Retire-rehire program not right answer
Boardman Local Schools may be following the letter of the law in their rehiring of retired Superintendent Tim Saxton, but we believe it’s the law that’s the problem.
The program that allows Ohio public employees to retire, begin collecting their pension, and then return to their previous job usually for a reduced salary, requires a 60-day gap between the retire and the rehire.
This month Saxton is taking a portion of the mandatory time off before he returns for the “rehire” portion of the retire-rehire program. In the interim, Jared Cardillo, director of instruction, is serving as temporary superintendent.
But instead of exercising the required full 60-day absence, Saxton will take only a 30-day hiatus and then surrender another 30 days of his accrued vacation time.
While some might argue the deal they’ve negotiated skirts the law, that shouldn’t be the only problem with this arrangement.
According to the Boardman agreement, Saxton will be rehired to the same job he’s been doing, but now at a salary of $91,000 in a three-year contract. Indeed, that’s about $30,000 per year less than his current salary. The reduced pay is made possible largely because Saxton also will start collecting his public pension and rely on his retirement benefits. Saxton described the scenario as a “win-win” for everyone involved.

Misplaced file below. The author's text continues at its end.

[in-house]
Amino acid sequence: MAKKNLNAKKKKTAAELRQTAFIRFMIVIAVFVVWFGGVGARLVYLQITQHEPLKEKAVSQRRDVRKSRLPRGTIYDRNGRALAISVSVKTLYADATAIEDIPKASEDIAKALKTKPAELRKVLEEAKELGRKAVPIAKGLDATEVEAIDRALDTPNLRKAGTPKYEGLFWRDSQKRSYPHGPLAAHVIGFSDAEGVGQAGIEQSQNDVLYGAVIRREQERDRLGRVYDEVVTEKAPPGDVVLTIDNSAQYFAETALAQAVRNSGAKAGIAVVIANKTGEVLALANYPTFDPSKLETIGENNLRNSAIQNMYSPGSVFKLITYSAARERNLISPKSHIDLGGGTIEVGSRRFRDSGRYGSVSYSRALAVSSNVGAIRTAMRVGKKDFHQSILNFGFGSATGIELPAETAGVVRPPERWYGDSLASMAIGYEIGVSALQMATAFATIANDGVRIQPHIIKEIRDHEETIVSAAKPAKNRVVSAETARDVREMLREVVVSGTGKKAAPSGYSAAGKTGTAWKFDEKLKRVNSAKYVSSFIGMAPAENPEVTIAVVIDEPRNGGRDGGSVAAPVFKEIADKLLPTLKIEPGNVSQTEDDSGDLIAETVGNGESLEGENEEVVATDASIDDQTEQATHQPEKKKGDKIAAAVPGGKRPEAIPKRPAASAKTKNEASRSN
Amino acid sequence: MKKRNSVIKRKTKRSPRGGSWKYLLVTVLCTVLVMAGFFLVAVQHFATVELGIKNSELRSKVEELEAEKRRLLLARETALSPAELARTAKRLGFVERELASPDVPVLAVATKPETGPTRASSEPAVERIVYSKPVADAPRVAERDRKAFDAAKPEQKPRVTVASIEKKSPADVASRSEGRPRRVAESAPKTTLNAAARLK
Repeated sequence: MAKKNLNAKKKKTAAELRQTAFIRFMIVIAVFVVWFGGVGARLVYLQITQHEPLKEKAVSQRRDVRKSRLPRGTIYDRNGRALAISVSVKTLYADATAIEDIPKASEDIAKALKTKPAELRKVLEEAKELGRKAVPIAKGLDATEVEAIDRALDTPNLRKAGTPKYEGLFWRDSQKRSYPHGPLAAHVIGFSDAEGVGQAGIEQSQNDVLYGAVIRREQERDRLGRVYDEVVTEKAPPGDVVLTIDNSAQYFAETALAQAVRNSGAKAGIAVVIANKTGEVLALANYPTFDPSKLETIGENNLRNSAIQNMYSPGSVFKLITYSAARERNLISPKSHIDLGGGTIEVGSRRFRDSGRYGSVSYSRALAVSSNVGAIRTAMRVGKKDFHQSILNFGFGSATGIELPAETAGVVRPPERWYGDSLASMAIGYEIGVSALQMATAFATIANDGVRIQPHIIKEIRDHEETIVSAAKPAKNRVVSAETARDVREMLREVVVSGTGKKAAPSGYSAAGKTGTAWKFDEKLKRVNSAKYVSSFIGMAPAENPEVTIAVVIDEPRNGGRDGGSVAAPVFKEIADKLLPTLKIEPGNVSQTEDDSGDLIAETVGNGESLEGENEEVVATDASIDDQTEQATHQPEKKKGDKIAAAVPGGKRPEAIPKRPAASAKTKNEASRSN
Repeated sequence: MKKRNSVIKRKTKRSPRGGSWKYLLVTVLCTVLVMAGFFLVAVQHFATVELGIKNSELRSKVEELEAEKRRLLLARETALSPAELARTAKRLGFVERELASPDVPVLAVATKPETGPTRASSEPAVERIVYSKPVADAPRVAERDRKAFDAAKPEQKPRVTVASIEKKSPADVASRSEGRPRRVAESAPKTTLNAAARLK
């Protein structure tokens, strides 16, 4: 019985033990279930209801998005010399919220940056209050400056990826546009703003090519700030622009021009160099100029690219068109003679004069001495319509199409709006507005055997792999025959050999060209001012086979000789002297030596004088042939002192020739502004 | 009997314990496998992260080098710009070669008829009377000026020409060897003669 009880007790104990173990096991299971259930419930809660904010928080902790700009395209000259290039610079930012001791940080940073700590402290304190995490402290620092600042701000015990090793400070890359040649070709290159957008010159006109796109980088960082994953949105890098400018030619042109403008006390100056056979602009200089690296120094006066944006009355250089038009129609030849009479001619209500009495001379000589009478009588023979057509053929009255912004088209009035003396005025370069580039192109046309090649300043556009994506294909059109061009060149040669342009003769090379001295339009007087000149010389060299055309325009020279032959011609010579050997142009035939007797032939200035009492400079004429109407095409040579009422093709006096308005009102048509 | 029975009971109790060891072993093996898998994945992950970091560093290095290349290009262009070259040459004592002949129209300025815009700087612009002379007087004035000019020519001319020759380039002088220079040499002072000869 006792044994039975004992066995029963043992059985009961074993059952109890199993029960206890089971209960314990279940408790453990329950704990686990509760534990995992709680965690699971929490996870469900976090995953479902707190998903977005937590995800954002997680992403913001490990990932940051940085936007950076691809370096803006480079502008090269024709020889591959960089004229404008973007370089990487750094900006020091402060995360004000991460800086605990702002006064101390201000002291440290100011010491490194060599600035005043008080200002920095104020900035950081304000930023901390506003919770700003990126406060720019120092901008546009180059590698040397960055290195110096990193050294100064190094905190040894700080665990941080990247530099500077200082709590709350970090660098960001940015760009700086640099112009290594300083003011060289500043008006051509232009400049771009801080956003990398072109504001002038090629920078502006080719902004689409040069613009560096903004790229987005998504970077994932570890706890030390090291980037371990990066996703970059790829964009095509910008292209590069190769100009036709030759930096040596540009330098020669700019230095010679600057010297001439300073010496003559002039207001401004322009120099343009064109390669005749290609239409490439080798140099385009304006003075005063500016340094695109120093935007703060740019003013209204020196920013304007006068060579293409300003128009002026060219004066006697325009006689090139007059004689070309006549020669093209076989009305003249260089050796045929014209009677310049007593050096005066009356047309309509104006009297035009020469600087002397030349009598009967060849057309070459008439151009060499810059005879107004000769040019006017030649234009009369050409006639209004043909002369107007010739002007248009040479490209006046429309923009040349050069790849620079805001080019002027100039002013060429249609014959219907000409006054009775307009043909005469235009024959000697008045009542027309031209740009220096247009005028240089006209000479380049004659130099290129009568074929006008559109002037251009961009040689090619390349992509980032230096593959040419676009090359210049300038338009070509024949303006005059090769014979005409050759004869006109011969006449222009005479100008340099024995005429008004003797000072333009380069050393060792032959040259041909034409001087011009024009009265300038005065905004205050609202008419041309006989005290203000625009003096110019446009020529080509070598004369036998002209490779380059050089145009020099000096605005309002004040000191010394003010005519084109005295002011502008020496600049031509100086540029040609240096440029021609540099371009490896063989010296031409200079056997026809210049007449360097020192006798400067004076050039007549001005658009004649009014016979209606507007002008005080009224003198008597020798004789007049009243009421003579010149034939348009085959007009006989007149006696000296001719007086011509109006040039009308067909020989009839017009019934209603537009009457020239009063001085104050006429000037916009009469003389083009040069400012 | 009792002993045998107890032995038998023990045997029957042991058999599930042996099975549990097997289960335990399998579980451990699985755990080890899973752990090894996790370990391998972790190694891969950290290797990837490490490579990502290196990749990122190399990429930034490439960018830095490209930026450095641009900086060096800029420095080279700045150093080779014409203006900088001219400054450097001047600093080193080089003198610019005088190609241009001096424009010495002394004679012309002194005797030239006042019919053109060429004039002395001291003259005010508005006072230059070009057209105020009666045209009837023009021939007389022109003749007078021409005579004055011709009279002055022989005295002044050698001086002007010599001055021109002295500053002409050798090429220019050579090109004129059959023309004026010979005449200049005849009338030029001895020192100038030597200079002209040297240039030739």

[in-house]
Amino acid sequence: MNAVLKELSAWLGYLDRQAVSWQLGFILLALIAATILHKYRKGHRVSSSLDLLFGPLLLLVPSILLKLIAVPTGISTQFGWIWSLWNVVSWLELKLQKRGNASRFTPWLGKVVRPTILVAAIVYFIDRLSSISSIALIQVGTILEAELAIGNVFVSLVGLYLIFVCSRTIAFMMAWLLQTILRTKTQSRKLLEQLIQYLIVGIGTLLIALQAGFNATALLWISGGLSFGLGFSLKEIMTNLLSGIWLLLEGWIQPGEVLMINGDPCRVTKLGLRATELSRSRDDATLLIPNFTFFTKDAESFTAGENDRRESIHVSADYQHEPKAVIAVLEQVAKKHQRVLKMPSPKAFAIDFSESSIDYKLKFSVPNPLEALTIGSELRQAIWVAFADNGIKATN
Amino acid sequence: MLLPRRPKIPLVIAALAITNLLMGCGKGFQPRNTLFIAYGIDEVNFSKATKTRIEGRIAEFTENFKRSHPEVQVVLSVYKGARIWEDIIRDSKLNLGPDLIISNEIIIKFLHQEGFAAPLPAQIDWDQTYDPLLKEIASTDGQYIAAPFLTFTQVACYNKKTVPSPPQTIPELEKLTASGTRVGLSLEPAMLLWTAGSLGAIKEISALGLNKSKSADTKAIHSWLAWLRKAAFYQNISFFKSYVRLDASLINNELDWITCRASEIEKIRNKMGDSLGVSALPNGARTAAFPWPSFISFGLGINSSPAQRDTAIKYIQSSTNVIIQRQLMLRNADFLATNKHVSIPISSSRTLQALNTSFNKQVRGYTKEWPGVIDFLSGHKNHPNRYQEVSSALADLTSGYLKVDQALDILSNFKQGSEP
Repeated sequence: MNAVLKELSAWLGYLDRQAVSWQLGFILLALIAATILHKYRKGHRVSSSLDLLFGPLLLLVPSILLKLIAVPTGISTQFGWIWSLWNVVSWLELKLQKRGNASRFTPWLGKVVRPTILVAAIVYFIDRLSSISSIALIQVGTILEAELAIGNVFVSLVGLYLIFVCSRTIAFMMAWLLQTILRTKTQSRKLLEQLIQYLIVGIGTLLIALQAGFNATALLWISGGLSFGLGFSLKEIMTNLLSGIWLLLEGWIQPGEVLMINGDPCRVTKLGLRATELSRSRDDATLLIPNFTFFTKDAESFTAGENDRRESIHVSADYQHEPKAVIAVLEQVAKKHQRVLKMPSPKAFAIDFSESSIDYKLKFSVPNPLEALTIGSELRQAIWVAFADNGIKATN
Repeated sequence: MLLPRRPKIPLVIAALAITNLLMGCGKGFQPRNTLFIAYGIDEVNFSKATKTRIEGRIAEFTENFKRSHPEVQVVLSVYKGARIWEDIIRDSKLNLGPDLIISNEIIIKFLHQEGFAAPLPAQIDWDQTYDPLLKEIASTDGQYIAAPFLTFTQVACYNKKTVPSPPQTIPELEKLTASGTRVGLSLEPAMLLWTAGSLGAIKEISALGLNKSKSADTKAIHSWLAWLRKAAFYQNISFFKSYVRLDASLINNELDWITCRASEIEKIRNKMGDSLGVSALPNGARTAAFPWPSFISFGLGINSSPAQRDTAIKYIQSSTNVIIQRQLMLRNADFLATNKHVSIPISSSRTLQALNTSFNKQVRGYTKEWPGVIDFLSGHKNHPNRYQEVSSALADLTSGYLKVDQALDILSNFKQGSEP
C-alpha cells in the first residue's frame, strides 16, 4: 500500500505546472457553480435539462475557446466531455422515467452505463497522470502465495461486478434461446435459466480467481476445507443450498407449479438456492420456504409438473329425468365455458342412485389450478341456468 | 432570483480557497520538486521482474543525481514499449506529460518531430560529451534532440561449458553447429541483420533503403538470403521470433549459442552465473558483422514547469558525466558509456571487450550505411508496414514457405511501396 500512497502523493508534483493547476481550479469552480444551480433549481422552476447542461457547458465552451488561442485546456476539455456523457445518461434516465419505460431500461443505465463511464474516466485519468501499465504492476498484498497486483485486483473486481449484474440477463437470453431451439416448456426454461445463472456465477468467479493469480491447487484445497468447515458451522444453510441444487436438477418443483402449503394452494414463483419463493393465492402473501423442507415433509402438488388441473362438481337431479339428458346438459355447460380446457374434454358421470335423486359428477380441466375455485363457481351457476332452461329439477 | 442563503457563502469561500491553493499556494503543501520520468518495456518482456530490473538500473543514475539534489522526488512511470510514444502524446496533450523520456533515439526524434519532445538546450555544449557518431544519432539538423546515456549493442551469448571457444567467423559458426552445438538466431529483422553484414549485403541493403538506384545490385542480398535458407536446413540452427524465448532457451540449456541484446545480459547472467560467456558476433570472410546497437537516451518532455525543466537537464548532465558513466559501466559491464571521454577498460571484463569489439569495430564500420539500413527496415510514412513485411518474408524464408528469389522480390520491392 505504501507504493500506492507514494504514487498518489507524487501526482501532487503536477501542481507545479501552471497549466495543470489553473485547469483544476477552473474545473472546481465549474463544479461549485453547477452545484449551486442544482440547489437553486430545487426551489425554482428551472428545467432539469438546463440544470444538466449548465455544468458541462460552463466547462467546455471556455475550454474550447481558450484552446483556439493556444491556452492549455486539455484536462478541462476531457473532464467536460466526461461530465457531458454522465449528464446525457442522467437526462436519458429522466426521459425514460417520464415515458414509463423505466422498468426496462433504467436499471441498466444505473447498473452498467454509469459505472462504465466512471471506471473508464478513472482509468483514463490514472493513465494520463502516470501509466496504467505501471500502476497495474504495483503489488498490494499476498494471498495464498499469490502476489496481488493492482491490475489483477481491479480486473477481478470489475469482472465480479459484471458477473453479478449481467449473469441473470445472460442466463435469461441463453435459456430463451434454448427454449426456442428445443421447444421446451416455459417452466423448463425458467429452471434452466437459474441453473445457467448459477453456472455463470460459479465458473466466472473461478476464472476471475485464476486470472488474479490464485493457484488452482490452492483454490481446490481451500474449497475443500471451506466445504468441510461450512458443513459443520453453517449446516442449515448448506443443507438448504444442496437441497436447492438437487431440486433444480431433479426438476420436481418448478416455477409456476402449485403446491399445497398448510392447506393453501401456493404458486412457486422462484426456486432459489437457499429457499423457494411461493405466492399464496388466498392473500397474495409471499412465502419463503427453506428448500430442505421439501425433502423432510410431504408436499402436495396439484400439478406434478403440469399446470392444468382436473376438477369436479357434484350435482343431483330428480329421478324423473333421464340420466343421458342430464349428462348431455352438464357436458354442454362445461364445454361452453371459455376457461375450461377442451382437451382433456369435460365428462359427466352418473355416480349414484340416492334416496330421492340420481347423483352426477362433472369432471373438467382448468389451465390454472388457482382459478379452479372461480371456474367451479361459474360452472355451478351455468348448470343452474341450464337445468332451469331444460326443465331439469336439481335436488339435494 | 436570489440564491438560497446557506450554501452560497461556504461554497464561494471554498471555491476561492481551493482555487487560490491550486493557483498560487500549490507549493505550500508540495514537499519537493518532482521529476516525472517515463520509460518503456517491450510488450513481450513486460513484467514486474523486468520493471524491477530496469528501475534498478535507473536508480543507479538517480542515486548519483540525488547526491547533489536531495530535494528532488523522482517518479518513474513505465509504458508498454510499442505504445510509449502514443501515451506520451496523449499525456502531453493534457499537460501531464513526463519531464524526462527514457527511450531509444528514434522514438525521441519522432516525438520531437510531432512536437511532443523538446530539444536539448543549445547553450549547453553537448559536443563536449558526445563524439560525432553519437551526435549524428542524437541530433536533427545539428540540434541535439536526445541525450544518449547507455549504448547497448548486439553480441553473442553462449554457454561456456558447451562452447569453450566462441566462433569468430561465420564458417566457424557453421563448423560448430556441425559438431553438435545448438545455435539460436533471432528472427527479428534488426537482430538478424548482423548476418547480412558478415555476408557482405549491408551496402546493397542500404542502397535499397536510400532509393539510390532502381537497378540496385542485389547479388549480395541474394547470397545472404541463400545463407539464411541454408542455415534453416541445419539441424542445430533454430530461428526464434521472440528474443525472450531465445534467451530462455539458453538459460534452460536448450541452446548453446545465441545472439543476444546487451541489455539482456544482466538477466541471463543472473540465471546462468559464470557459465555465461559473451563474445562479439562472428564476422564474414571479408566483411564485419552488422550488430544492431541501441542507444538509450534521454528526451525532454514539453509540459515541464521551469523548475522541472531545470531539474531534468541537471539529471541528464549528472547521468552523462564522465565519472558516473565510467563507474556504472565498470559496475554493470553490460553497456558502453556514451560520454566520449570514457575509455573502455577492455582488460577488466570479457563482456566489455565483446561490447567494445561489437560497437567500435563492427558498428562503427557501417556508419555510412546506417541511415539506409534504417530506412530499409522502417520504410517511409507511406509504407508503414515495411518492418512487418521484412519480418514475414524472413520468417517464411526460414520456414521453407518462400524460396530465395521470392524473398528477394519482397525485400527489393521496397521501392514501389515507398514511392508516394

But not everyone wins with the state’s retire-rehire program.
What about job-seeking Ohioans being denied opportunities to advance into these high-paid positions being filled at high salaries by retired executives?
To be clear, we aren’t picking only on Superintendent Saxton. Rather, we are picking on the way the program is set up under Ohio law. Frankly, we believe the retire-rehire practice, commonly referred to as “double-dipping,” is disturbing at best.
As we see it, retire-rehire programs are set up to allow longtime public employees to bilk the system out of publicly supported retirement funds while continuing to collect a publicly supported paycheck.
This is an opportunity not afforded to workers in the private sector.
Yes, it might sound like a good idea on the surface, but the long-term effects could be devastating.
Who wouldn’t want to receive two paychecks for doing the same job? If state law allows collecting a public pension and a publicly funded salary at the same time, why not do it?
But when these workers begin collecting from the state pension program, they stop paying into it, which some analysts say could result in the public retirement system being depleted inefficiently. As more and more public employees choose to take advantage of this option, it could end up being the taxpayers who are forced to fund these pension plans in the long run.
And at the same time, it blocks other qualified candidates from moving into these positions.
The retire-rehire loophole comes at the taxpayers’ expense, and we believe it should be eliminated.
Until that happens, public officials should do the right thing and simply wait until they retire to begin collecting their pension.